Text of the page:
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>> interesting to see when they begin that process. barbara starr, thank you very much. all right. let's bring in cnn's military analyst to talk about all of this. major general james "spider" marks. great to see you. >> good morning. >> let's start with theo curtis. how do you think qatar was able to get american theo curtis released from syria? >> i think a couple of things probably occurred. the united states was supportive of their efforts, much like they brokered the deal for sergeant bergdahl and his release. the difference here is that i hope that the united states -- i would have to assume that the united states did not pay any ransom. that would be in a direct contravention to any of our best interests. ransom money in support of terrorist organizations goes directly -- it's absolutely unequivocal -- goes directly toward future funding and enhanced capability of the terrorist organizations. so certainly the united states has a projectsy in the region
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and can -- proxy in the region and can do what i would call influence actions so we can have these positive outcomes, and the united states can keep its hands off. >> yes. the u.s. has the policy of never paying ransom money. does qatar have the capability? might they have paid ran son? >> they might have. the french do as matter of raw teen. it goes to the bottom -- routine. goes to the bottom line in funding future terror organizations. if the united states was involved in a negotiation from -- by uses qatar as a proxy, i would hope it wouldn't be one of the conditions. >> let's move on to fighting isis. general martin democratsy said this this weekend about this, he said that he would not recommend u.s. military air strikes against isis until he determines if they have become a direct threat to the u.s. isn't executing an american on camera and releasing that video a direct threat to the u.s.? >> yeah. i think we've reached the point
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-- i agree with you that the united states has reached the point where isis could be described as existential, a threat to the united states. including -- this was the first act of terrorism by isis directly against the united states when they beheaded james foley. so i'd say we're well beyond the point of this being a direct threat. clearly isis has capability, funding, it has intentions, it is absolutely ungoverned in its execution of what it sees as its -- the creation of its cal fate. the united states should as a matter of routine now be conducting operations in syria. air strikes in syria against very precise targets. >> so you are in favor of air strikes. what about -- as you've heard, i'm sure, from all of your military colleagues, that won't necessarily do the trick. and there are going to be some boots on the ground. so is that where we're headed? >> well, it won't do the trick. let's define "the trick." what it's going to do is give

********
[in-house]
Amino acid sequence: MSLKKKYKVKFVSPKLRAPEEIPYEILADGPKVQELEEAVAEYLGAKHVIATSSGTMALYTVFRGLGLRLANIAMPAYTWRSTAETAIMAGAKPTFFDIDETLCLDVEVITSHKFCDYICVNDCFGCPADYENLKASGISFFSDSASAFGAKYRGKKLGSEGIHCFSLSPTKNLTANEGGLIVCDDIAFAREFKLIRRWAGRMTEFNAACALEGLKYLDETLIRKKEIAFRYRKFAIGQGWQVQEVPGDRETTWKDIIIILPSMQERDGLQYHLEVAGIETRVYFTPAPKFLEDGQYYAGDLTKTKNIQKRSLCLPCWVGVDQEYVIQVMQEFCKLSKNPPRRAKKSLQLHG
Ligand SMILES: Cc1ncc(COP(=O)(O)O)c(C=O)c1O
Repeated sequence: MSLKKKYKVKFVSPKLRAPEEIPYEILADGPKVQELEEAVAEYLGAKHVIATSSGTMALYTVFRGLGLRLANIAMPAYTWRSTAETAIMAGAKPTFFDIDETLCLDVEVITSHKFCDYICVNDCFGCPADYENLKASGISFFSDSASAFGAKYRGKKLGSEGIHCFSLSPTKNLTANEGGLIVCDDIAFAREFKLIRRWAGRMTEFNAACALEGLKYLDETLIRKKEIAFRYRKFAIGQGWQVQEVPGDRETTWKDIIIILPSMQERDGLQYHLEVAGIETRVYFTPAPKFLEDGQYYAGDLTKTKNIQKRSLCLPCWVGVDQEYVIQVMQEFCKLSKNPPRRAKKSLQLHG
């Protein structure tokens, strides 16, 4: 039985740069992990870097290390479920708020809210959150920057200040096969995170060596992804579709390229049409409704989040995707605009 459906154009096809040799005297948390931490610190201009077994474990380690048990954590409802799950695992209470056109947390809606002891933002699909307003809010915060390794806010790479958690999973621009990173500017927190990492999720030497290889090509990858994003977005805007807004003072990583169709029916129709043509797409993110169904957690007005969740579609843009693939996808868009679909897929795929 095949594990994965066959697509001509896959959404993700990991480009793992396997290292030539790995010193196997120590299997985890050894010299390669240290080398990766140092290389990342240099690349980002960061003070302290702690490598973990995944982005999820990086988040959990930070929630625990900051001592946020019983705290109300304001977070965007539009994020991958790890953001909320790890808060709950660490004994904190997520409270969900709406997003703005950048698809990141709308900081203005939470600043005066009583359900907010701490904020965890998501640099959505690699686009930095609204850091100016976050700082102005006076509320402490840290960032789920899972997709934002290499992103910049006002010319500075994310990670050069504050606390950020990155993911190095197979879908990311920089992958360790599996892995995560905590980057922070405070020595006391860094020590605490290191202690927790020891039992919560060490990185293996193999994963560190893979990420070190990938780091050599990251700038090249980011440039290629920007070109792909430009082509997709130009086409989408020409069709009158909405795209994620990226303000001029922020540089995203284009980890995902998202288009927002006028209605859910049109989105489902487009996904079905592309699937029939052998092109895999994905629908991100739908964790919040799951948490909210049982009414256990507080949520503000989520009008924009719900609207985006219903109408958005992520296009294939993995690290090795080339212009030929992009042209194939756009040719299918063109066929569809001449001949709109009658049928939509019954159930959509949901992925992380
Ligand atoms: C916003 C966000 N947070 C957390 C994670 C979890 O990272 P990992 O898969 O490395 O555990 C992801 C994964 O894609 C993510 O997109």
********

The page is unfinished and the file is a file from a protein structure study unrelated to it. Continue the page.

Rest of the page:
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iraq some capability to achieve some distance and some time so it can bolster its capabilities. the kurds are having some success up north. isis has to be -- it's not going to be destroyed. what we need to do now is just stop what they are doing. and the united states' efforts are contributing mightily toward that. it needs to go -- the united states needs to go after those targets in syria. we need not ask permission. we need to do. it and we can gather the good intelligence. we have standing intelligence collection requirements to go after targets in syria. we can collect those, precisely identify them. and we can go after those targets. this is not unlike operation allied force back in 1999 when we went after the former republic of yugoslavia. it ended up deposing milosevic. we need to have a persistent campaign that allows the united states and its allies in the region to achieve some time see that the -- if the united states steps up as it is and consistently do this, regional